I don’t need to tell you that America feels as politically and culturally divided as ever. You probably feel it. Outside of churches, Christians feel increasingly pushed to the outskirts of our national public life. Inside of churches, Christians can’t agree over the best way forward or what it means to do justice. A friend from another church emailed me about the arguments his small group was having during the last elections. “It’s dangerous to bring up politics,” he said. It was hurting old relationships. What do we do?
The goal of this 9Marks Journal is to redirect our political gaze from the nation to the church. Our political hope must not be in the next presidential election, or in trying to win the country “back” or “forward” to something different. Believe it or not, the political hope of the nations is in local churches. If churches represent the kingdom of heaven, then we have to say: heaven first touches down on earth through our churches, not through the voting booth or a court’s rulings.
The most powerful political word in this world is the gospel. Abraham Lincoln talked about the need for the United States to “achieve and cherish a just and lasting peace among ourselves and all nations.” Do you know where the world should first witness this just and lasting peace? In the life and fellowship of the boundary-defying local church. It’s in the local church where we first beat our swords into plowshares and spears into pruning hooks. It’s in the church where one-time enemies learn to love one another.
Still, our primary political investment must occur in our churches. We cannot talk with integrity about family values if our marriages are falling apart. Or advocate for tax policy changes if we’re not being generous with fellow believers. In short, churches should think less about redeeming the nation and more about living as a redeemed nation.
My two pieces on the church and the gospel cast the basic vision. John Wilsey, J. D. Greear, and Bruce Ashford help to disentangle our Christian identity from other forms of identity that threaten to subvert it, whether national or partisan.
Jonathan Worsley and Brian Davis warn against the allure of being a culture warrior. Brett McCracken and Sam Emadi offer a positive picture of what Christians should be: counter-cultural citizens of heaven. Trillia Newbell provides a very concrete and wonderful picture of how the church should be counter-cultural by affirming the equality of men and women. Matthew Arbo, too, captures the balanced picture of churches that neither say too little nor too much, a balance that seems to elude many Christians conversations about the public square.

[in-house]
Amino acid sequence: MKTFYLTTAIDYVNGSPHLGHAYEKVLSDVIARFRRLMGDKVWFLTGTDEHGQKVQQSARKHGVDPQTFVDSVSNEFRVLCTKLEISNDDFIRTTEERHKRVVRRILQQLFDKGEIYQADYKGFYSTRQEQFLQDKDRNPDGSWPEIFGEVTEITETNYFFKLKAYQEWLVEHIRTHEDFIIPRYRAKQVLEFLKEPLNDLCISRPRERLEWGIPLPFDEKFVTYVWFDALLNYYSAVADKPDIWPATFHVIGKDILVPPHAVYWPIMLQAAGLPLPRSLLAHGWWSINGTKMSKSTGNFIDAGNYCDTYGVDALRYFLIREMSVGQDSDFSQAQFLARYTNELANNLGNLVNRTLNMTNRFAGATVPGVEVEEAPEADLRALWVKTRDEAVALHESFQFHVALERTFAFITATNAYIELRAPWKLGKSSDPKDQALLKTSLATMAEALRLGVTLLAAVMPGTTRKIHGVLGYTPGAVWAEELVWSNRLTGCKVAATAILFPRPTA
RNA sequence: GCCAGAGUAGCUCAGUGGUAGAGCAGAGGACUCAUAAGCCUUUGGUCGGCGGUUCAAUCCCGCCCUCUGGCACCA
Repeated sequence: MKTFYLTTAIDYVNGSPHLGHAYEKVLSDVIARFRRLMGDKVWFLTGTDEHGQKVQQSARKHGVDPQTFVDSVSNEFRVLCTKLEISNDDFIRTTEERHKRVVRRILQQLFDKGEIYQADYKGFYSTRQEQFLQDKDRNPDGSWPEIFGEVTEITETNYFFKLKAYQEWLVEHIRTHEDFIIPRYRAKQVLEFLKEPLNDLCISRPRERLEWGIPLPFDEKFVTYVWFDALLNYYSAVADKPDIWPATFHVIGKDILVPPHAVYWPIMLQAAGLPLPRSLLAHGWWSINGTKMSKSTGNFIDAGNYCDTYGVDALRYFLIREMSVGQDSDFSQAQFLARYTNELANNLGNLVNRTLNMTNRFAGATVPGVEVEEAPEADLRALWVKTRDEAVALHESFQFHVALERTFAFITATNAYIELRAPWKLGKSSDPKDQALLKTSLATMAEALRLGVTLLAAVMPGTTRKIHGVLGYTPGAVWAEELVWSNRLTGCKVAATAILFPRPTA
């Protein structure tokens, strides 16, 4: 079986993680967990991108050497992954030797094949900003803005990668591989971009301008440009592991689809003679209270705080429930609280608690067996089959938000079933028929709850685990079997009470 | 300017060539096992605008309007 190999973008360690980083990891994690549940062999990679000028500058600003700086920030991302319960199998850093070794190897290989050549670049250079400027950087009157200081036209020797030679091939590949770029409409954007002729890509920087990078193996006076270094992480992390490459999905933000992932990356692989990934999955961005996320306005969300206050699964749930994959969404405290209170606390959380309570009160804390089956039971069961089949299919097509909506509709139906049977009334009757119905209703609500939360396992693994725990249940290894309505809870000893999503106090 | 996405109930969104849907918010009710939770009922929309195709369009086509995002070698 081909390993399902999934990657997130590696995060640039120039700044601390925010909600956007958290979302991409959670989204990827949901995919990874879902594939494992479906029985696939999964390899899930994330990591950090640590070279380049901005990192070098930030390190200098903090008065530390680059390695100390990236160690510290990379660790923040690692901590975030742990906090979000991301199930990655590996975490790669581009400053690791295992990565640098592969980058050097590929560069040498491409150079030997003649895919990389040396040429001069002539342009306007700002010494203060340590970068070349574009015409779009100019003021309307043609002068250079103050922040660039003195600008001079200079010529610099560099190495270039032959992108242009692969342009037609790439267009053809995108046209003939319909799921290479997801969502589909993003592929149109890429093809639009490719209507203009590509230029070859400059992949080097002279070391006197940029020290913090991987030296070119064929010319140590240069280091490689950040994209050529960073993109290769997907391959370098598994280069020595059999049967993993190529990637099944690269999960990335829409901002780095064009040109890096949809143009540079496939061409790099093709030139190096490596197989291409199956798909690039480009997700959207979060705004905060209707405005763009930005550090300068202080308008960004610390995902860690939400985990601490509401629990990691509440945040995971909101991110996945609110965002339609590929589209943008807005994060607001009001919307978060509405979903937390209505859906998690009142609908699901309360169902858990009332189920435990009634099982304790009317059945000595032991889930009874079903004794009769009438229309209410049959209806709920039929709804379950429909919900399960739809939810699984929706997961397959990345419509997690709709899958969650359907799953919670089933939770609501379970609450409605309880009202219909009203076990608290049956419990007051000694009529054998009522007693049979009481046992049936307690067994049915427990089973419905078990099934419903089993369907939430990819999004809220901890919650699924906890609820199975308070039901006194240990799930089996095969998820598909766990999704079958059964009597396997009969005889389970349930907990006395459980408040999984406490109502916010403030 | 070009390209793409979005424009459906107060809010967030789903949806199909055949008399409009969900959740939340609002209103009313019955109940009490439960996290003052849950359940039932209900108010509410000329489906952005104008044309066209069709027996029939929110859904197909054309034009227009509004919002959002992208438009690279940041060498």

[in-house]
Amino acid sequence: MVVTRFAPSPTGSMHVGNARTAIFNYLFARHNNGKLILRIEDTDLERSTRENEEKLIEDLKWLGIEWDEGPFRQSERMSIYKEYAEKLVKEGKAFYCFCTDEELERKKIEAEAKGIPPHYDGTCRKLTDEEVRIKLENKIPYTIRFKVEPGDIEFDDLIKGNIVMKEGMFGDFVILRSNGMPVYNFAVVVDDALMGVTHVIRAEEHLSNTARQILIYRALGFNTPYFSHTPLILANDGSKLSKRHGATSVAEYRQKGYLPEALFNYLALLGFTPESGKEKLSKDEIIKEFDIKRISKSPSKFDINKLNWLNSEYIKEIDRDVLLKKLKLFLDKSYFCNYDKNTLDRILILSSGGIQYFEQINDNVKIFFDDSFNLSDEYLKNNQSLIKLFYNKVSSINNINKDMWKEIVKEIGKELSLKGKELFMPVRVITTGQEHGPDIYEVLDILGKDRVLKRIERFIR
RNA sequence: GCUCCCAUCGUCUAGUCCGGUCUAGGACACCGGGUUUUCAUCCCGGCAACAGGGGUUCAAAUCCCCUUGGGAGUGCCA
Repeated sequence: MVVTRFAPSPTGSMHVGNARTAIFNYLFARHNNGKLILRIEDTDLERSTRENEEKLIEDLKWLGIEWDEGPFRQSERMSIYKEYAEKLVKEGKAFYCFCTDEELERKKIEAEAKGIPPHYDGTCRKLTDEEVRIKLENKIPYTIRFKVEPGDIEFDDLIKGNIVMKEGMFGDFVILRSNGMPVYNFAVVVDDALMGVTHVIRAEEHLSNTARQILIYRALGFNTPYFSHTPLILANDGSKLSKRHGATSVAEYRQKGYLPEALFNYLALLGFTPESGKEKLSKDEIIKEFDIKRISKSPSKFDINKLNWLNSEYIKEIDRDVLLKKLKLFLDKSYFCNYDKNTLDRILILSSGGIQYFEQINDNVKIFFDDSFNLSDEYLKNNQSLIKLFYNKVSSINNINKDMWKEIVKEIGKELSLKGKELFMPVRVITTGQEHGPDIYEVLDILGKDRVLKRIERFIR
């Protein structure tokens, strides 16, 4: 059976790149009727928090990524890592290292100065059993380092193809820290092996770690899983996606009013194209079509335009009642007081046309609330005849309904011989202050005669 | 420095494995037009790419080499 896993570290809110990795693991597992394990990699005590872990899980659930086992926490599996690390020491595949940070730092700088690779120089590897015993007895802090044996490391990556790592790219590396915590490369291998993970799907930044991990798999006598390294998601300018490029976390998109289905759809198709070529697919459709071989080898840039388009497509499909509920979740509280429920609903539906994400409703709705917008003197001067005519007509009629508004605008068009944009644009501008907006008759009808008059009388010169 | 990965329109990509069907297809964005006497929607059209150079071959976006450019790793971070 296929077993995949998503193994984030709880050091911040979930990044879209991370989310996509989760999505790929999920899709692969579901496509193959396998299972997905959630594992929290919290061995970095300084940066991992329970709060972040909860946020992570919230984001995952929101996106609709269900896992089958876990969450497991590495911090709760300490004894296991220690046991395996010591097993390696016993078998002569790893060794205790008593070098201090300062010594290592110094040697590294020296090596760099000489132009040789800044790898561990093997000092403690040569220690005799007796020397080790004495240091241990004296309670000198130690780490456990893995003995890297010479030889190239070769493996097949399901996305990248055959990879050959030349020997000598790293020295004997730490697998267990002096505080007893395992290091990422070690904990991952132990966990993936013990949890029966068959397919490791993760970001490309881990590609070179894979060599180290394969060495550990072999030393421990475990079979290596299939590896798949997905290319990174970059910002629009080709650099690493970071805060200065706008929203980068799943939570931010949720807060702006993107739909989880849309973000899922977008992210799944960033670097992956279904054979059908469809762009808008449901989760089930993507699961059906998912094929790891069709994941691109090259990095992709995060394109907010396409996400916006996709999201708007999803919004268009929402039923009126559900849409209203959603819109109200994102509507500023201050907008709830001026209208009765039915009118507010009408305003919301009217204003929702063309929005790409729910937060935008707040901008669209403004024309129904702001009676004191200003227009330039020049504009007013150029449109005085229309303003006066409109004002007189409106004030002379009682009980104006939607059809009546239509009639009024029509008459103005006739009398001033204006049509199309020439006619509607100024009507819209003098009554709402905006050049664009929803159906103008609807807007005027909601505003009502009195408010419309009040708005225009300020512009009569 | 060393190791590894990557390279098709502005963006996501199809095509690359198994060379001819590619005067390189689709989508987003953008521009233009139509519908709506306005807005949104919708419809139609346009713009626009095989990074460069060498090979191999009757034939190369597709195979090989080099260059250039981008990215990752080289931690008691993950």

Three articles in particular deserve a special highlight. Conrad Mbewe reminds us of how wonderfully global Christianity is, and the fact that we are Christians before anything else, no matter how profound those other things are. Isaac Adams and Whitney Woollard then offer what may be the most prophetic and powerful pieces in the Journal. Adams challenges White Christians, “Are you willing to give up your ethnic identity like you’re asking minorities to give up theirs?” Woollard then points to the church’s remarkable opportunity to shine amid this #MeToo moment. We have resources the world doesn’t.
That, in a sense, is the message of the whole Journal. We have the gospel, which means we have the power to change and to do justice and to love righteousness and to honor the dignity of all humanity. No church does this perfectly, to be sure. But that should be our ambition, because we have the righteousness of Christ and the Spirit of God.
So pastor, what would your members say is more powerful: the nationally televised political speeches given every four years before an election, or the political speech they hear every week from your pulpit, calling them to repentance and faith? I hope they know it’s the latter. Your sermons can change the world far more than any party’s national convention. I hope you’re shepherding their hopes and expectations rightly.